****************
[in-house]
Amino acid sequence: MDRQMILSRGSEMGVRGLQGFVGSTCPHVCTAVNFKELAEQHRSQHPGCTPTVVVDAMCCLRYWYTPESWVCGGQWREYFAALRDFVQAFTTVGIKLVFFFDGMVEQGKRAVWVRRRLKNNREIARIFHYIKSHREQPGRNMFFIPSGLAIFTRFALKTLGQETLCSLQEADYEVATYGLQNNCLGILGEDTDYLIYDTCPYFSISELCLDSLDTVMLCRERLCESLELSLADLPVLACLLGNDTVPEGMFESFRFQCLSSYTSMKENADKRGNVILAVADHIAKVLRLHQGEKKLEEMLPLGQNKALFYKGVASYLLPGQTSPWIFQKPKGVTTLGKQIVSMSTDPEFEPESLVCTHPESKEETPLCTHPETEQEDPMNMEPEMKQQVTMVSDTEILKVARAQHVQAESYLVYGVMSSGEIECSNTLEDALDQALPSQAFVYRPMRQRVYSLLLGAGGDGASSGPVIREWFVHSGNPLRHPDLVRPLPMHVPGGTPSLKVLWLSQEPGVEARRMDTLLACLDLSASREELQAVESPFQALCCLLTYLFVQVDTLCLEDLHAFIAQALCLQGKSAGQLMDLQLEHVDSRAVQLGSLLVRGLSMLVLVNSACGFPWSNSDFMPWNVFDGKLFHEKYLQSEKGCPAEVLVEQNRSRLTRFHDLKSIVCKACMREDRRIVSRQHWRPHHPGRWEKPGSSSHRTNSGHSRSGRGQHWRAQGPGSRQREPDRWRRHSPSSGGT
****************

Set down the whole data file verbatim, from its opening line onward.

[in-house]
Amino acid sequence: MDRQMILSRGSEMGVRGLQGFVGSTCPHVCTAVNFKELAEQHRSQHPGCTPTVVVDAMCCLRYWYTPESWVCGGQWREYFAALRDFVQAFTTVGIKLVFFFDGMVEQGKRAVWVRRRLKNNREIARIFHYIKSHREQPGRNMFFIPSGLAIFTRFALKTLGQETLCSLQEADYEVATYGLQNNCLGILGEDTDYLIYDTCPYFSISELCLDSLDTVMLCRERLCESLELSLADLPVLACLLGNDTVPEGMFESFRFQCLSSYTSMKENADKRGNVILAVADHIAKVLRLHQGEKKLEEMLPLGQNKALFYKGVASYLLPGQTSPWIFQKPKGVTTLGKQIVSMSTDPEFEPESLVCTHPESKEETPLCTHPETEQEDPMNMEPEMKQQVTMVSDTEILKVARAQHVQAESYLVYGVMSSGEIECSNTLEDALDQALPSQAFVYRPMRQRVYSLLLGAGGDGASSGPVIREWFVHSGNPLRHPDLVRPLPMHVPGGTPSLKVLWLSQEPGVEARRMDTLLACLDLSASREELQAVESPFQALCCLLTYLFVQVDTLCLEDLHAFIAQALCLQGKSAGQLMDLQLEHVDSRAVQLGSLLVRGLSMLVLVNSACGFPWSNSDFMPWNVFDGKLFHEKYLQSEKGCPAEVLVEQNRSRLTRFHDLKSIVCKACMREDRRIVSRQHWRPHHPGRWEKPGSSSHRTNSGHSRSGRGQHWRAQGPGSRQREPDRWRRHSPSSGGT